Moreso than nearly any other department IT is and must be an integral part of the business.  IT has some of the deepest and broadest insight into the business and is invaluable as a partner with management in this aspect.  Everything that happens in IT must be considered within the context of, and in regards to the needs of, the business.

Of course there are roles within IT, within any department, that can function essentially completely without understanding the context of the business that they are supporting.  Job roles that are highly structured and rely on procedure rather than decision making can often get away without even knowing what the business does let alone considering its needs.  But once any role in IT moves into an advisement or decision making one, the business is the core focus.  In reality, the business is the only focus.  IT is an enabler of business, if it is not enabling the business, what is it doing?  Because of this we must remain ever cognizant of the business reasonings behind all decision making and planning.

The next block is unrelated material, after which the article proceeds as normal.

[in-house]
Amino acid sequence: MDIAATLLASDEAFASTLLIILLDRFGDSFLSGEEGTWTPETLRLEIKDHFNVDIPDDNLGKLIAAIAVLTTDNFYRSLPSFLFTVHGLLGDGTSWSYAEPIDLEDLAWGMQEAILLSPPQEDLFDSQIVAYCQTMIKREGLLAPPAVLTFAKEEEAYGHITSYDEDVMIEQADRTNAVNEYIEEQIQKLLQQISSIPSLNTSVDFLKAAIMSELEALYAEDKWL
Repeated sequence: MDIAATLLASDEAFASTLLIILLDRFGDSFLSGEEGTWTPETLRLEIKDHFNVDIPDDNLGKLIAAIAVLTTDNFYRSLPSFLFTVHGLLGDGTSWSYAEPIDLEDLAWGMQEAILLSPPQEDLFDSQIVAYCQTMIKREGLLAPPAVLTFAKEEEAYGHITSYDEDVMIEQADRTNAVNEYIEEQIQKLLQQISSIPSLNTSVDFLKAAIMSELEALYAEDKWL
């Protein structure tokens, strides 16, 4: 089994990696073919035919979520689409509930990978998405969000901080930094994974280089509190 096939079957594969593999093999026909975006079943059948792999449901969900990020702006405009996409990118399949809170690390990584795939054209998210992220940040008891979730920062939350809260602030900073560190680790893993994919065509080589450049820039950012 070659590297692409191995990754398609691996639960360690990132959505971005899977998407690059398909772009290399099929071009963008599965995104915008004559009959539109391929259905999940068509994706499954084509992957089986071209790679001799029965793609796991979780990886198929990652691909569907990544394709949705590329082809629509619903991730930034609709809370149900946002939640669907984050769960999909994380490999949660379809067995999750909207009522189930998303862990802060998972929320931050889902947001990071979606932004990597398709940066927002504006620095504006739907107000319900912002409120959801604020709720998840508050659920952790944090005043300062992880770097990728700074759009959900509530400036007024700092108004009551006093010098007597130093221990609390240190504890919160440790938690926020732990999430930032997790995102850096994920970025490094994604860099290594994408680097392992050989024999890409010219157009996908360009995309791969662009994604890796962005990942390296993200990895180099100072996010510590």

This cannot be overstated: The primary role of IT is a business one, not a technical one.

IT needs to think about the business at every turn.  Every decision should be made with a keen sense of how it impacts the business in efficiency, cost effectiveness, etc. It is so easy, especially when working with other IT staff from other companies, to lose this perspective and begin to think that there are stock answers, that there are accepted “it should be done this way” approaches, that IT should dictate what is best for the business from an IT perspective.